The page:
It doesn’t matter how big the new minister’s portfolio is, what matters is whether or not she is effective, argues Kirsty Weakley.
The short answer to the question above is no. Charities should stop worrying about the size of the minister’s brief.
A number of responses to her appointment yesterday focused on the fact that the new charities minister is the minister for sport and civil society, with concerns that her portfolio was too large and the fear that charities could come second to sport.
But based on what we've seen so far I don't think there's much need to worry. It looks as though Tracey Crouch is good news for the charity sector, and frankly we should all enjoy a bit of good news where we can get it these days.
Apart from anything this a rejigging of responsibilities within the Department for Culture Media and Sport, with some of Crouch’s previous responsibilities, for arts, heritage and tourism, being transferred to John Glen. These were not add-ons to sport but an important part of the work of the DCMS’s work. Tourism, for example, accounts for about 10 per cent of the UK’s gross domestic product.
At the same time she has not taken some parts of Wilson’s old portfolio, with responsibility for libraries going to Glen and ownership of the First World War commemorations going to Lord Hyde.
It’s also worth noting that the Office for Civil Society is about more than its minister and any further cuts to its funding that see it stripped of resources is a far greater risk than a reduction in the amount of time the minister spends shaking hands.
Passion counts for a lot
In any case I’d argue that the competencies of an individual are far more important than the amount of time they have to do the job. Generally if you give a hard working person a lot to do they find a way to make it work, sometimes by prioritising and delegating to make efficient use of the time available.
It’s a relief to have someone who not only has some actual experience of the charity sector, but actually seems enthusiastic about it. Even if she has less actual time to dedicate to OCS issues it won't matter if she uses that time productively.
Just contrast Crouch's opening remarks to the sector with those of her predecessor, Rob Wilson.
When Wilson was appointed, he spoke not about how important the sector was to him, but how important it was to David Cameron.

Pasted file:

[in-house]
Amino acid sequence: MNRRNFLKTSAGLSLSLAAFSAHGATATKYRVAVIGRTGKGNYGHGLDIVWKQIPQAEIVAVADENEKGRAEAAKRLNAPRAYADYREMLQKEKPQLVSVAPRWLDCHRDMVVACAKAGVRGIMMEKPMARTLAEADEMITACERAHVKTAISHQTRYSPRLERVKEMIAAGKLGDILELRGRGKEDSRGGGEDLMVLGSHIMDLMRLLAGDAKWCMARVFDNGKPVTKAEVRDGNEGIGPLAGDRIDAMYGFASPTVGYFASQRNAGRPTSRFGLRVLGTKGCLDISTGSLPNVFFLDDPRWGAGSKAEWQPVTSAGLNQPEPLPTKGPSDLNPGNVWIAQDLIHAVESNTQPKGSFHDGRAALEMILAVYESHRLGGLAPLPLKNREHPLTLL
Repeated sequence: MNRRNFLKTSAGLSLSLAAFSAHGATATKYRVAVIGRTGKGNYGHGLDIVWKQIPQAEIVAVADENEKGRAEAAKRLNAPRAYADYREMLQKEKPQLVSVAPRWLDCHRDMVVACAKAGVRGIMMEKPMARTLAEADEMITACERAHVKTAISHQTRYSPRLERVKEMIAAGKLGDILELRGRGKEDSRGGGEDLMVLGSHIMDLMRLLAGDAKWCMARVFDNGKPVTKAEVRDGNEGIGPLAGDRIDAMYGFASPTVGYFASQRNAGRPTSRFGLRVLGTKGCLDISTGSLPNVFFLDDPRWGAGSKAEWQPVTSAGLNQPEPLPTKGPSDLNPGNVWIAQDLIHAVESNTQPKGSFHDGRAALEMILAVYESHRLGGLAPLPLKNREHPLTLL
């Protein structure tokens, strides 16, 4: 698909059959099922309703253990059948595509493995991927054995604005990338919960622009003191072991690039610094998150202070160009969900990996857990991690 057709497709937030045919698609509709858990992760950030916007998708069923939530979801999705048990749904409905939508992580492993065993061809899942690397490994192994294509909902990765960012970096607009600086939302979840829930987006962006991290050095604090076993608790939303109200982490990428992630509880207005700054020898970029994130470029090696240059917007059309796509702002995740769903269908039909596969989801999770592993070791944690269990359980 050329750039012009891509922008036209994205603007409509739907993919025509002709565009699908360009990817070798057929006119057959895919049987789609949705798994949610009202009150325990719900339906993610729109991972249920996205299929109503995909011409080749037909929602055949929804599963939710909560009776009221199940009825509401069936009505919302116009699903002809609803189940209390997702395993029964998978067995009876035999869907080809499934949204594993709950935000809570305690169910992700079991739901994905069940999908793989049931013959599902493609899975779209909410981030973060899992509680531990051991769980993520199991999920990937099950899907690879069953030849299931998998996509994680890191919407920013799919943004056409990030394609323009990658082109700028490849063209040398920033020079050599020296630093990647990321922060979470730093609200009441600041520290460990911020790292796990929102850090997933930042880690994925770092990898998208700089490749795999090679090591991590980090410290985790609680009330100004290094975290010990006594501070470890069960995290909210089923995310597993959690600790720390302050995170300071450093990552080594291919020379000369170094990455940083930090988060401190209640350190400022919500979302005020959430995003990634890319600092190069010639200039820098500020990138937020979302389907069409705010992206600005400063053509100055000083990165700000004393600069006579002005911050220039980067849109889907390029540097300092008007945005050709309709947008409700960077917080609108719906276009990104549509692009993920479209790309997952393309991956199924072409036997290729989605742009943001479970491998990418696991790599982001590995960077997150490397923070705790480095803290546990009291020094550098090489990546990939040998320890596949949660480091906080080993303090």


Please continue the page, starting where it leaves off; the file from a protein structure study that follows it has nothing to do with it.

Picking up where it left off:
"This is an enormously important sector to the prime minister," he said. "He made it clear to me how important it was.
"I will do my best to make sure this continues to be a thriving sector and I will do my best to make sure it is well supported."
Whereas Crouch said yesterday that she “couldn’t be happier”, she “can’t wait to meet the sector” and she looks forward to being “a real advocate” for the sector.
It doesn’t appear that these are platitudes for the sake the sector press.
She’s the patron of a variety of local charities, volunteers as a football coach and you can even find a video of her taking part in the Ice Bucket Challenge on YouTube. Unnervingly it looks as though she’s a normal human person.
Basically it looks as though she already gets it and will be able to hit the ground running.
Obviously there are still many things to worry about and it’s up to charities and the press to hold the new government to account. (Though I wouldn’t blame anyone for waiting until Monday.)
The questions she needs to answer include but are not limited to:
- What does her appointment mean for fundraising regulation?
- How will charities be taken into account when it comes to Brexit?
- What does her appointment mean for reform of commissioning?
- What about the review of the Social Value Act?
- What are her views on the Gift Aid Small Donations Scheme?
- What is the future for social investment?
- Will there be a second Local Charities Day?
There are also many factors that could prevent Crouch from getting much done, or living up to expectations. The big two are Brexit, which is set to dominate British political life for the next two years, and the fact that the government doesn’t have a majority in Parliament.
If there are issues further down the line I for one will not be letting her, or the government, off the hook with the excuse that the brief was “too big”.